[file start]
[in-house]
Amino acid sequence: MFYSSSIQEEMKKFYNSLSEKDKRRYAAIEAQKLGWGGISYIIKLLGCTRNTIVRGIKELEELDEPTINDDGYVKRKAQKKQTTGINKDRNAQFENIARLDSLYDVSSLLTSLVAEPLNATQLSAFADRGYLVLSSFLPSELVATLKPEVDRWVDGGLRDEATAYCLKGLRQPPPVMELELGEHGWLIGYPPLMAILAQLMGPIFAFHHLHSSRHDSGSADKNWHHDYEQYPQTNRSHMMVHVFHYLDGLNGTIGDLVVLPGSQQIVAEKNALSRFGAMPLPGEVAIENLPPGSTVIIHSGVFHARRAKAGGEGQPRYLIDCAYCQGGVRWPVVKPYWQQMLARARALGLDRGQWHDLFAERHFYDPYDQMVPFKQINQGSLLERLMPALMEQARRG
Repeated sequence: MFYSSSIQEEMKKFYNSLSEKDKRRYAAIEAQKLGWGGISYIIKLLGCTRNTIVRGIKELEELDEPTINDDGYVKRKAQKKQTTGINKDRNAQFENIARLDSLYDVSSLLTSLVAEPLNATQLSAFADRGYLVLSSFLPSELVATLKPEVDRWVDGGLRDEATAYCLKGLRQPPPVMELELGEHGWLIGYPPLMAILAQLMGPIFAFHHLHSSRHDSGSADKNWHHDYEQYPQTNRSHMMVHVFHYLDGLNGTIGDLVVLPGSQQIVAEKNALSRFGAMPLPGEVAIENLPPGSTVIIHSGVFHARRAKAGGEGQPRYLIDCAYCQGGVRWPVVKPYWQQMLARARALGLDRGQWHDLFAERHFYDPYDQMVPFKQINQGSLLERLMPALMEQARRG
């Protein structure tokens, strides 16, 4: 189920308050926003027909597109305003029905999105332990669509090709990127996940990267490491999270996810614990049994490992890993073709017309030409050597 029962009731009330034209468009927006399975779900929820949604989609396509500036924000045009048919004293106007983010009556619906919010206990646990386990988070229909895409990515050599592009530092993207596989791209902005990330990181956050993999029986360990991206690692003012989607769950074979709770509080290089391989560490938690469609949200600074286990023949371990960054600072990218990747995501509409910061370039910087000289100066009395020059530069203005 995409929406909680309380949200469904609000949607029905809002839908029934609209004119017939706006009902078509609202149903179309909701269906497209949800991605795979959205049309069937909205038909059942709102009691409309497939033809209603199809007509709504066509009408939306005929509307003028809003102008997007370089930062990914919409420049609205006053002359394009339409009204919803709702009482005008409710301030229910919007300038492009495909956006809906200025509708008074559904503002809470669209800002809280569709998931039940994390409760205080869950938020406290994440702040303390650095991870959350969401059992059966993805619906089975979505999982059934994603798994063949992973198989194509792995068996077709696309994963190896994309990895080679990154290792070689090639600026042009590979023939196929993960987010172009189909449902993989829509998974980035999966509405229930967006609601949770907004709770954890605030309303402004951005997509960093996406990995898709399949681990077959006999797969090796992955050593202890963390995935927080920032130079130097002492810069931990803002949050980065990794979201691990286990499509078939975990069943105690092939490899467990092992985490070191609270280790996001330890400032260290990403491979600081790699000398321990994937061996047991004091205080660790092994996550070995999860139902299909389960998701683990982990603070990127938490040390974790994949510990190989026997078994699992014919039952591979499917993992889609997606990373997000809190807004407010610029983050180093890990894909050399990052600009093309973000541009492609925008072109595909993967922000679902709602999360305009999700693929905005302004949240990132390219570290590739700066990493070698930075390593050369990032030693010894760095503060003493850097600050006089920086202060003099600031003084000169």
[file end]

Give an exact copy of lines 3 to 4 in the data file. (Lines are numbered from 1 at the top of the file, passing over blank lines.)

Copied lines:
Repeated sequence: MFYSSSIQEEMKKFYNSLSEKDKRRYAAIEAQKLGWGGISYIIKLLGCTRNTIVRGIKELEELDEPTINDDGYVKRKAQKKQTTGINKDRNAQFENIARLDSLYDVSSLLTSLVAEPLNATQLSAFADRGYLVLSSFLPSELVATLKPEVDRWVDGGLRDEATAYCLKGLRQPPPVMELELGEHGWLIGYPPLMAILAQLMGPIFAFHHLHSSRHDSGSADKNWHHDYEQYPQTNRSHMMVHVFHYLDGLNGTIGDLVVLPGSQQIVAEKNALSRFGAMPLPGEVAIENLPPGSTVIIHSGVFHARRAKAGGEGQPRYLIDCAYCQGGVRWPVVKPYWQQMLARARALGLDRGQWHDLFAERHFYDPYDQMVPFKQINQGSLLERLMPALMEQARRG
């Protein structure tokens, strides 16, 4: 189920308050926003027909597109305003029905999105332990669509090709990127996940990267490491999270996810614990049994490992890993073709017309030409050597 029962009731009330034209468009927006399975779900929820949604989609396509500036924000045009048919004293106007983010009556619906919010206990646990386990988070229909895409990515050599592009530092993207596989791209902005990330990181956050993999029986360990991206690692003012989607769950074979709770509080290089391989560490938690469609949200600074286990023949371990960054600072990218990747995501509409910061370039910087000289100066009395020059530069203005 995409929406909680309380949200469904609000949607029905809002839908029934609209004119017939706006009902078509609202149903179309909701269906497209949800991605795979959205049309069937909205038909059942709102009691409309497939033809209603199809007509709504066509009408939306005929509307003028809003102008997007370089930062990914919409420049609205006053002359394009339409009204919803709702009482005008409710301030229910919007300038492009495909956006809906200025509708008074559904503002809470669209800002809280569709998931039940994390409760205080869950938020406290994440702040303390650095991870959350969401059992059966993805619906089975979505999982059934994603798994063949992973198989194509792995068996077709696309994963190896994309990895080679990154290792070689090639600026042009590979023939196929993960987010172009189909449902993989829509998974980035999966509405229930967006609601949770907004709770954890605030309303402004951005997509960093996406990995898709399949681990077959006999797969090796992955050593202890963390995935927080920032130079130097002492810069931990803002949050980065990794979201691990286990499509078939975990069943105690092939490899467990092992985490070191609270280790996001330890400032260290990403491979600081790699000398321990994937061996047991004091205080660790092994996550070995999860139902299909389960998701683990982990603070990127938490040390974790994949510990190989026997078994699992014919039952591979499917993992889609997606990373997000809190807004407010610029983050180093890990894909050399990052600009093309973000541009492609925008072109595909993967922000679902709602999360305009999700693929905005302004949240990132390219570290590739700066990493070698930075390593050369990032030693010894760095503060003493850097600050006089920086202060003099600031003084000169």